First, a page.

Meet The American Robin: The Bird That Lays Blue Eggs

Written by Patrick Sather
Published: October 6, 2021
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Have you ever heard the phrase “robin egg blue?” If so, then you already know one of the defining features of the American robin. If not, then we’re happy to introduce you to the phrase and this delightful little bird. Meet the American robin, the bird that lays blue eggs. A member of the thrush family, the American Robin is one of the most common songbirds in North America. According to estimates from the Partners in Flight database, more than 370,000,000 American Robins live in North America, making it the most abundant bird species on the continent. As such, it serves a vital ecological function due to its position in the food chain as both predator and prey. 

Due to its abundance and unique features, it’s worthwhile taking a deeper dive into this delightful backyard songbird to learn more about them. In this article, we’ll discuss the American Robin’s taxonomy, distribution, physical characteristics, social and mating behavior, eggs and offspring, diet and feeding behavior, and importance ecologically and culturally. We’ll also answer a few frequently asked questions about American robins, the bird that lays blue eggs.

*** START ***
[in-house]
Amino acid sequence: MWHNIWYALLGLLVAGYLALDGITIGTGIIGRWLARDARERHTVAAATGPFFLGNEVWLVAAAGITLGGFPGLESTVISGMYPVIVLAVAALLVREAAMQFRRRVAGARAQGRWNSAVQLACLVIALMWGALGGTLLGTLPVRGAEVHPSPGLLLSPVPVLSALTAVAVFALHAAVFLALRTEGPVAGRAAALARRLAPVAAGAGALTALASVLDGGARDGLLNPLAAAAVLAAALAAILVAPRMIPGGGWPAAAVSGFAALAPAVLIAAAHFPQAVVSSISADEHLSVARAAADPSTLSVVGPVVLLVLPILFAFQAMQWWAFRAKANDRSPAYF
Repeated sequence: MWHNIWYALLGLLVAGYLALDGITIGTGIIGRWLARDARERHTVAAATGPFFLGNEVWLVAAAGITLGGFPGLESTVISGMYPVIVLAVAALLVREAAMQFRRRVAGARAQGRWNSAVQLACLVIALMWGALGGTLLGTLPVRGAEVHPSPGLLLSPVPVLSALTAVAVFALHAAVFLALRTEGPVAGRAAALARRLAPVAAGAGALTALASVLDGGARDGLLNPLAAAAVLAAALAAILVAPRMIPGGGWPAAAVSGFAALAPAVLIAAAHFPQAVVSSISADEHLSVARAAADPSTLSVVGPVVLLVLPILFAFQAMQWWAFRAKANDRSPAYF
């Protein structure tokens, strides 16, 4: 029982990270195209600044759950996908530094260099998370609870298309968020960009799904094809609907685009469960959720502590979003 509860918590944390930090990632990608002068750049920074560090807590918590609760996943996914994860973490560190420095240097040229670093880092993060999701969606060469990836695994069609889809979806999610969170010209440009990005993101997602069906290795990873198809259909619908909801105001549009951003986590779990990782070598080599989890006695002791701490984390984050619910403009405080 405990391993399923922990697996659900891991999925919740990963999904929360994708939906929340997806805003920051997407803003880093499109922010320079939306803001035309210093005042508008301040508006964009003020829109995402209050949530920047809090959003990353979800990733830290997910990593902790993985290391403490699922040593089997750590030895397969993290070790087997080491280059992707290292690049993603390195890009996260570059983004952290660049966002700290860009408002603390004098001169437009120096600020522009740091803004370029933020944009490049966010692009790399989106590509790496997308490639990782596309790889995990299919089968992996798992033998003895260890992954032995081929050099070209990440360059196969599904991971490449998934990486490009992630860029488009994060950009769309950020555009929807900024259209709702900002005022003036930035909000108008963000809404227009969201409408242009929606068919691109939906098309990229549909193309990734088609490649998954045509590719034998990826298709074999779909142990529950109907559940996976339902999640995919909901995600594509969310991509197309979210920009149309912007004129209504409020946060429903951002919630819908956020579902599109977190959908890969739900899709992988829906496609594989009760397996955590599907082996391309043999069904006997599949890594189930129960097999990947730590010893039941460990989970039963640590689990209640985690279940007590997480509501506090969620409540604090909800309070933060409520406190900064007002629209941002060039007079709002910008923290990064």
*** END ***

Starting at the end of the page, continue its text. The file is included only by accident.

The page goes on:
American robin perched on a branch

The American robin is a member of the thrush family.

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First described in 1766, the American robin belongs to the genus Turdus, or the thrush family, whose members typically include songbirds with rounded heads and long, pointed wings. While the American robin is named after the European robin, the two do not share close familial ties. Debate continues to rage over the genetic lineage of the American robin, with some scientists claiming it is more closely related to African as opposed to North American thrushes. In total, scientists identify seven distinct subspecies of the American robin, which get their names largely due to their geographic distribution throughout North America. These subspecies include the eastern robin, the Newfoundland robin, the southern robin, the northwestern robin, the western robin, the San Lucas robin, and the Mexican robin. Of these subspecies, only the San Lucas robin stands out as distinct, due to its grayish-brown coloring on its undersides.